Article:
I recently saw both the 1990 version and the 2017 version of IT, the movies based on Stephen King’s 1986 horror novel.
While the 2017 film was an immediate breakout hit, the 90s version is mostly remembered for Tim Curry’s portrayal of Pennywise the Dancing Clown.
But while I found both versions of the story to be very compelling, I have seen some people online criticizing the 1990 version.
People often say that the 1990’s miniseries is not as scary as they remembered from when they were children. They even clam that the miniseries’ story did not make any sense.
This is baloney.
One of the major complaints is that Pennywise seldom tries to hurt the main characters. Instead it just scares and teases them. But this is not a fault in the story, but rather a feature.
The monster It is a being with psychic powers that lives under a small Maine town called Derry.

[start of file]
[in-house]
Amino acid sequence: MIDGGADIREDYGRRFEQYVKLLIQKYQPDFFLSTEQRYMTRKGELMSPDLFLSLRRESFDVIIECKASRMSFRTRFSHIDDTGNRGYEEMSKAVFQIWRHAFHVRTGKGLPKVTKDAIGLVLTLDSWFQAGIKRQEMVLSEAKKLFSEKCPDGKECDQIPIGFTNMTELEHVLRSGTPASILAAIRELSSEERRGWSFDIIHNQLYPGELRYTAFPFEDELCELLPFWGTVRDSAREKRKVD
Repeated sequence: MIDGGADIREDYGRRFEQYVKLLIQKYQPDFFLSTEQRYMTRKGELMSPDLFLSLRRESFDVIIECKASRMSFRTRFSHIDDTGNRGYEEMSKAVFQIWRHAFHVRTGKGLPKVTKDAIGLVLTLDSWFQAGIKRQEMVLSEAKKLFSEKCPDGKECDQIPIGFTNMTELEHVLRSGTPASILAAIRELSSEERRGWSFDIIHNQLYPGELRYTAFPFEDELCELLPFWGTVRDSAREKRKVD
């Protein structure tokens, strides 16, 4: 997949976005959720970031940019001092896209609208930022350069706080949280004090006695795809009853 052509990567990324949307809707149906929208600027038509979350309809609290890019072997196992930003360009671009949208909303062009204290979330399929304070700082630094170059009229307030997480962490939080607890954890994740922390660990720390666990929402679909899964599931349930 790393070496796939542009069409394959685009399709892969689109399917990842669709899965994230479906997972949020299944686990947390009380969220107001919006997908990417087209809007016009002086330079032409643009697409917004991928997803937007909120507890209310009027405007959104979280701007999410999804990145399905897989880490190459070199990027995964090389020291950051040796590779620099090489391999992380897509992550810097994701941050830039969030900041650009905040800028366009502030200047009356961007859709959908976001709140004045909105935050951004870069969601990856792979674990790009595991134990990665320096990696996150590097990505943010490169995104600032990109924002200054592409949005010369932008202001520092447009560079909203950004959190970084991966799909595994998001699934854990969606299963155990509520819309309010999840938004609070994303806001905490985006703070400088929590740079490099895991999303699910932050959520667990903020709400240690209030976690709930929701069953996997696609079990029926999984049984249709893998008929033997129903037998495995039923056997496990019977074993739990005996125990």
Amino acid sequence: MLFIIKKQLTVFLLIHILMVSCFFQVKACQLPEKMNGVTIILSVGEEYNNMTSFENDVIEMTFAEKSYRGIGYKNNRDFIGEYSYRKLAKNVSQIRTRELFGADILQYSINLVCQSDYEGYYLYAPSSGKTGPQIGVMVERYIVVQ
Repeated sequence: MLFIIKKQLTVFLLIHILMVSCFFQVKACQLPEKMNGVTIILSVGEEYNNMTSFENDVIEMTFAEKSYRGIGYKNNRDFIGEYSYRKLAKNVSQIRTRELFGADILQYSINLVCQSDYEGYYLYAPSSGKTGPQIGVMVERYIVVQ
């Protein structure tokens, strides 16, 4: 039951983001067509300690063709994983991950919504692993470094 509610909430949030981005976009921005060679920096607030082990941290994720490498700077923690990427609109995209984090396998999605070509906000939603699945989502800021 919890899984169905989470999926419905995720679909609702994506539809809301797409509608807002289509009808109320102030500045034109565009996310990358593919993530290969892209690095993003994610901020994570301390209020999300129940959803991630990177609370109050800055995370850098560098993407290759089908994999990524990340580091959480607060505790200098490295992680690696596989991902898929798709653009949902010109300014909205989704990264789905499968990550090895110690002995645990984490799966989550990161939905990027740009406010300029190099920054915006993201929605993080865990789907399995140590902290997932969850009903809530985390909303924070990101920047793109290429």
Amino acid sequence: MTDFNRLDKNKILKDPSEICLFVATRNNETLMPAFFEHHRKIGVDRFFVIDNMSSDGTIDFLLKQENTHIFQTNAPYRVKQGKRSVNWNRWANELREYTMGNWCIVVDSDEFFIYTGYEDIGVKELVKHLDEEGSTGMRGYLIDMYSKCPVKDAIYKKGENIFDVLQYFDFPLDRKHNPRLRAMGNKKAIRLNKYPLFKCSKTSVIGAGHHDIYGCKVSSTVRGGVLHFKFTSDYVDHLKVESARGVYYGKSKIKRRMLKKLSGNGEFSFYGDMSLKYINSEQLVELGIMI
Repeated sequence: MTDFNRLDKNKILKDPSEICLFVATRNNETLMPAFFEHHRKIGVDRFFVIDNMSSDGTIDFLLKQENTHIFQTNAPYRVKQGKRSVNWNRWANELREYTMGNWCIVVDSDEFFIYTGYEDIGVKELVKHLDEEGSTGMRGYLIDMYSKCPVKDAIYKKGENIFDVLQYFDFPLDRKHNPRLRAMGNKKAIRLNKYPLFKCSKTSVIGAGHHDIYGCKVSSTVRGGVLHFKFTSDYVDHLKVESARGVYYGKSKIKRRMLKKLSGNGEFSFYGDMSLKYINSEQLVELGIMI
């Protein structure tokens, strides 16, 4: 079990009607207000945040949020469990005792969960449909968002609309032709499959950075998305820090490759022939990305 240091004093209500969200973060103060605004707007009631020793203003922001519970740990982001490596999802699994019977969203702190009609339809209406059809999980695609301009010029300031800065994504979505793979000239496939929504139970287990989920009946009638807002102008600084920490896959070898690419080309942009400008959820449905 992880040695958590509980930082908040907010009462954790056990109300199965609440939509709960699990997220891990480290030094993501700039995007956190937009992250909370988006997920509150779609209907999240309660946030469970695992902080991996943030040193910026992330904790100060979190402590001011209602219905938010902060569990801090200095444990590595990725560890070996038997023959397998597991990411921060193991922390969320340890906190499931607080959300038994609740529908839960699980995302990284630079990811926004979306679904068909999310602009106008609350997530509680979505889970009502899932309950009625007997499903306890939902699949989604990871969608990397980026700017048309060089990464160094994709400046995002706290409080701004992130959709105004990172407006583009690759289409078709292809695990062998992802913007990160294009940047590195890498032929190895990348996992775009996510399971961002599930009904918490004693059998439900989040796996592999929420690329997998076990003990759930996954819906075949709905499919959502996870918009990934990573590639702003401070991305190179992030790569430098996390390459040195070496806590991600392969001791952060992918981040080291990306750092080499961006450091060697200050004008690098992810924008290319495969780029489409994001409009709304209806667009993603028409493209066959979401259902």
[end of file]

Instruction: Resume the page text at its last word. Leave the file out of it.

It manipulates people (mostly children) into seeing their worst fears. Then it uses its powers to lure people into the sewer system, in which it resides.
It merely projects an image of Pennywise the Dancing Clown to interact with its intended victims. But cannot physically harm them until he has manipulated them to move to a location where he can reach them.
This is a much more interesting dynamic than just another mindless monster attacking hikers in the woods.
This monster instead employs psychological warfare to get its prey to hike to it.
Related article: My Top 10 Halloween Movies
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